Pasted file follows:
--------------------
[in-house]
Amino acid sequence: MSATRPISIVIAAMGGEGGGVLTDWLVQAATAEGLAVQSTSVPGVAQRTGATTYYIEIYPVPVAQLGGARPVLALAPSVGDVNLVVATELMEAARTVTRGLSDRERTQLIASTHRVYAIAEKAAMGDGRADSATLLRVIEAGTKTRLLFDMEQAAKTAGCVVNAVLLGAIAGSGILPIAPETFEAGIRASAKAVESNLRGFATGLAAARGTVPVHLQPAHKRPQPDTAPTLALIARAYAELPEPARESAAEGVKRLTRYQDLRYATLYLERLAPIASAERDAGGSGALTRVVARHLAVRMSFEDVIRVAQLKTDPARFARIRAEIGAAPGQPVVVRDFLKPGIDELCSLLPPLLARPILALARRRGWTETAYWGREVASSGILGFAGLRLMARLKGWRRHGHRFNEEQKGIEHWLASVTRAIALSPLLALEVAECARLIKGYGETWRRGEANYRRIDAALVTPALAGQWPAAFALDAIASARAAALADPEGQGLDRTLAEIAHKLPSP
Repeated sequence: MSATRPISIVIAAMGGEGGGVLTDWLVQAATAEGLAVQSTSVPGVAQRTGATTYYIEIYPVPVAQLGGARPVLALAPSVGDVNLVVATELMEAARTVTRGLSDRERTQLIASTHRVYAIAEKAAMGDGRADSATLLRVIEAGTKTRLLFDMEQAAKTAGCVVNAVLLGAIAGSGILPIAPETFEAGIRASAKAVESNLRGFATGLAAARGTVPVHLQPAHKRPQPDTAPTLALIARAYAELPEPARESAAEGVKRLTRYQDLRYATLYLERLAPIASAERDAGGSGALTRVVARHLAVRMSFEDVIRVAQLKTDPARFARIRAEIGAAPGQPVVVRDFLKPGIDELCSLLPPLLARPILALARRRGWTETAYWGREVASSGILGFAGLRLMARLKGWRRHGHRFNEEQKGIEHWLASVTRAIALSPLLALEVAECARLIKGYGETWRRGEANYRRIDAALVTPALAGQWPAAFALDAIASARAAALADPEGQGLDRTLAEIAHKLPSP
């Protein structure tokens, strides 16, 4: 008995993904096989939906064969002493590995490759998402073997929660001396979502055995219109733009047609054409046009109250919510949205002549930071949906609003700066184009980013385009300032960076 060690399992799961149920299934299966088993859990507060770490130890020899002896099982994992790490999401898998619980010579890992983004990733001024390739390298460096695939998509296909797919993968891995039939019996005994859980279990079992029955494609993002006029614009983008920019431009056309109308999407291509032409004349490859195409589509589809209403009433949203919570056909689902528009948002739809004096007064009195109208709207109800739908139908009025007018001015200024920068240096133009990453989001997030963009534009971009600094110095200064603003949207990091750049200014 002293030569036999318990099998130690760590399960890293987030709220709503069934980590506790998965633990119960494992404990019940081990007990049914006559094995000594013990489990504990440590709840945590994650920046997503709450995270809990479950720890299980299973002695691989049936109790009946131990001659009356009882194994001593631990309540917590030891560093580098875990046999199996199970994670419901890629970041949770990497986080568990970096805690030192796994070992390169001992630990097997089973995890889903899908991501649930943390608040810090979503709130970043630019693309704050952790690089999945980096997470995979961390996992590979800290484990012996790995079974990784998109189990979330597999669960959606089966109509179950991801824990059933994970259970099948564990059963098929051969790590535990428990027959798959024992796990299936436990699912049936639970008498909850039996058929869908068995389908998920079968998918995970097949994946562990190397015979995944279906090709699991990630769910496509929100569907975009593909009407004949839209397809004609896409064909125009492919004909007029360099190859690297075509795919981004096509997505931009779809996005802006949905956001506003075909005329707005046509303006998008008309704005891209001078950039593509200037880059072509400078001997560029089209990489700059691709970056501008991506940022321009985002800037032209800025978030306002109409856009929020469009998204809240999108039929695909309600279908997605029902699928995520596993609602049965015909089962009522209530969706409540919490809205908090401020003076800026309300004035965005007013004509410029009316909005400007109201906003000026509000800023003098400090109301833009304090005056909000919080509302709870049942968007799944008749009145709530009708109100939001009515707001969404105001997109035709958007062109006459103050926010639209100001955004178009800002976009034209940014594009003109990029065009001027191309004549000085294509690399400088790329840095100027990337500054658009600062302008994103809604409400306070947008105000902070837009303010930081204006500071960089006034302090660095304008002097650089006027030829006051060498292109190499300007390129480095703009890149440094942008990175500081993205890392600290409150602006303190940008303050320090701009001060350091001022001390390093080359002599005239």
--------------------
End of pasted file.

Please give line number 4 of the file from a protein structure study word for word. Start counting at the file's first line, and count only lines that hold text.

């Protein structure tokens, strides 16, 4: 008995993904096989939906064969002493590995490759998402073997929660001396979502055995219109733009047609054409046009109250919510949205002549930071949906609003700066184009980013385009300032960076 060690399992799961149920299934299966088993859990507060770490130890020899002896099982994992790490999401898998619980010579890992983004990733001024390739390298460096695939998509296909797919993968891995039939019996005994859980279990079992029955494609993002006029614009983008920019431009056309109308999407291509032409004349490859195409589509589809209403009433949203919570056909689902528009948002739809004096007064009195109208709207109800739908139908009025007018001015200024920068240096133009990453989001997030963009534009971009600094110095200064603003949207990091750049200014 002293030569036999318990099998130690760590399960890293987030709220709503069934980590506790998965633990119960494992404990019940081990007990049914006559094995000594013990489990504990440590709840945590994650920046997503709450995270809990479950720890299980299973002695691989049936109790009946131990001659009356009882194994001593631990309540917590030891560093580098875990046999199996199970994670419901890629970041949770990497986080568990970096805690030192796994070992390169001992630990097997089973995890889903899908991501649930943390608040810090979503709130970043630019693309704050952790690089999945980096997470995979961390996992590979800290484990012996790995079974990784998109189990979330597999669960959606089966109509179950991801824990059933994970259970099948564990059963098929051969790590535990428990027959798959024992796990299936436990699912049936639970008498909850039996058929869908068995389908998920079968998918995970097949994946562990190397015979995944279906090709699991990630769910496509929100569907975009593909009407004949839209397809004609896409064909125009492919004909007029360099190859690297075509795919981004096509997505931009779809996005802006949905956001506003075909005329707005046509303006998008008309704005891209001078950039593509200037880059072509400078001997560029089209990489700059691709970056501008991506940022321009985002800037032209800025978030306002109409856009929020469009998204809240999108039929695909309600279908997605029902699928995520596993609602049965015909089962009522209530969706409540919490809205908090401020003076800026309300004035965005007013004509410029009316909005400007109201906003000026509000800023003098400090109301833009304090005056909000919080509302709870049942968007799944008749009145709530009708109100939001009515707001969404105001997109035709958007062109006459103050926010639209100001955004178009800002976009034209940014594009003109990029065009001027191309004549000085294509690399400088790329840095100027990337500054658009600062302008994103809604409400306070947008105000902070837009303010930081204006500071960089006034302090660095304008002097650089006027030829006051060498292109190499300007390129480095703009890149440094942008990175500081993205890392600290409150602006303190940008303050320090701009001060350091001022001390390093080359002599005239």